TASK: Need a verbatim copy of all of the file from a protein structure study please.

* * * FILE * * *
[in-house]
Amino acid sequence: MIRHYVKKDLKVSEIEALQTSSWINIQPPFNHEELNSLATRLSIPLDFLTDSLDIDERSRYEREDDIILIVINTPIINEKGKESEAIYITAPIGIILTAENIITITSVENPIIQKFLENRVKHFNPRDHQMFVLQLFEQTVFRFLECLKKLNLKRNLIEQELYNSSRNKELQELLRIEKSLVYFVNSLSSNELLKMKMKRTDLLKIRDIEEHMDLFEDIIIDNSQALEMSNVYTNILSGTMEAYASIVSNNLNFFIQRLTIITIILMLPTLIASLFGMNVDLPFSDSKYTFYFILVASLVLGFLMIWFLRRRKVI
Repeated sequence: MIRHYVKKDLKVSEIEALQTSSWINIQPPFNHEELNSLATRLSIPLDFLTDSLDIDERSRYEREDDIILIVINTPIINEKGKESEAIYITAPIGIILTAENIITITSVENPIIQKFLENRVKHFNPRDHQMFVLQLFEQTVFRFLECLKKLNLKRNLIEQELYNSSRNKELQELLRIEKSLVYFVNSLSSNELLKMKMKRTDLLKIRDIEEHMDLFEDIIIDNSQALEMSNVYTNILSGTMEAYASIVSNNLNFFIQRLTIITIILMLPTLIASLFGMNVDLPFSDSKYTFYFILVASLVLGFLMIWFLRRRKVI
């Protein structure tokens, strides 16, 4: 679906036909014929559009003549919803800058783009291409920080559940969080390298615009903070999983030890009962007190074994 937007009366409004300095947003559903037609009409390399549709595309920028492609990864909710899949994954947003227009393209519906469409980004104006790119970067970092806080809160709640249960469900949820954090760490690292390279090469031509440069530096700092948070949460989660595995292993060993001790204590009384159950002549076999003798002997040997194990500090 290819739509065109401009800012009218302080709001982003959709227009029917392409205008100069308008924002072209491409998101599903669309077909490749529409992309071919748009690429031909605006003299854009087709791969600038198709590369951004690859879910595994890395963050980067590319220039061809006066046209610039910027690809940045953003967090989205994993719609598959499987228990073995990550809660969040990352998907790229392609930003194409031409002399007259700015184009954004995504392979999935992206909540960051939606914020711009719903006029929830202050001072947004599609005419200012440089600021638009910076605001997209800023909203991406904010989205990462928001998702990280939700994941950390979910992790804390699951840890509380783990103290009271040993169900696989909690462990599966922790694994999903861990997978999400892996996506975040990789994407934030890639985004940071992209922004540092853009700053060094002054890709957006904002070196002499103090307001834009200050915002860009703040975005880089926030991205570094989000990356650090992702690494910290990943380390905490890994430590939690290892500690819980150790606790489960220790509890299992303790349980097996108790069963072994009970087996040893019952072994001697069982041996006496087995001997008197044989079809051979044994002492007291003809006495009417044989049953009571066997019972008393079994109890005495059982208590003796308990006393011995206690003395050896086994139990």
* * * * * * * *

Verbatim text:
[in-house]
Amino acid sequence: MIRHYVKKDLKVSEIEALQTSSWINIQPPFNHEELNSLATRLSIPLDFLTDSLDIDERSRYEREDDIILIVINTPIINEKGKESEAIYITAPIGIILTAENIITITSVENPIIQKFLENRVKHFNPRDHQMFVLQLFEQTVFRFLECLKKLNLKRNLIEQELYNSSRNKELQELLRIEKSLVYFVNSLSSNELLKMKMKRTDLLKIRDIEEHMDLFEDIIIDNSQALEMSNVYTNILSGTMEAYASIVSNNLNFFIQRLTIITIILMLPTLIASLFGMNVDLPFSDSKYTFYFILVASLVLGFLMIWFLRRRKVI
Repeated sequence: MIRHYVKKDLKVSEIEALQTSSWINIQPPFNHEELNSLATRLSIPLDFLTDSLDIDERSRYEREDDIILIVINTPIINEKGKESEAIYITAPIGIILTAENIITITSVENPIIQKFLENRVKHFNPRDHQMFVLQLFEQTVFRFLECLKKLNLKRNLIEQELYNSSRNKELQELLRIEKSLVYFVNSLSSNELLKMKMKRTDLLKIRDIEEHMDLFEDIIIDNSQALEMSNVYTNILSGTMEAYASIVSNNLNFFIQRLTIITIILMLPTLIASLFGMNVDLPFSDSKYTFYFILVASLVLGFLMIWFLRRRKVI
């Protein structure tokens, strides 16, 4: 679906036909014929559009003549919803800058783009291409920080559940969080390298615009903070999983030890009962007190074994 937007009366409004300095947003559903037609009409390399549709595309920028492609990864909710899949994954947003227009393209519906469409980004104006790119970067970092806080809160709640249960469900949820954090760490690292390279090469031509440069530096700092948070949460989660595995292993060993001790204590009384159950002549076999003798002997040997194990500090 290819739509065109401009800012009218302080709001982003959709227009029917392409205008100069308008924002072209491409998101599903669309077909490749529409992309071919748009690429031909605006003299854009087709791969600038198709590369951004690859879910595994890395963050980067590319220039061809006066046209610039910027690809940045953003967090989205994993719609598959499987228990073995990550809660969040990352998907790229392609930003194409031409002399007259700015184009954004995504392979999935992206909540960051939606914020711009719903006029929830202050001072947004599609005419200012440089600021638009910076605001997209800023909203991406904010989205990462928001998702990280939700994941950390979910992790804390699951840890509380783990103290009271040993169900696989909690462990599966922790694994999903861990997978999400892996996506975040990789994407934030890639985004940071992209922004540092853009700053060094002054890709957006904002070196002499103090307001834009200050915002860009703040975005880089926030991205570094989000990356650090992702690494910290990943380390905490890994430590939690290892500690819980150790606790489960220790509890299992303790349980097996108790069963072994009970087996040893019952072994001697069982041996006496087995001997008197044989079809051979044994002492007291003809006495009417044989049953009571066997019972008393079994109890005495059982208590003796308990006393011995206690003395050896086994139990």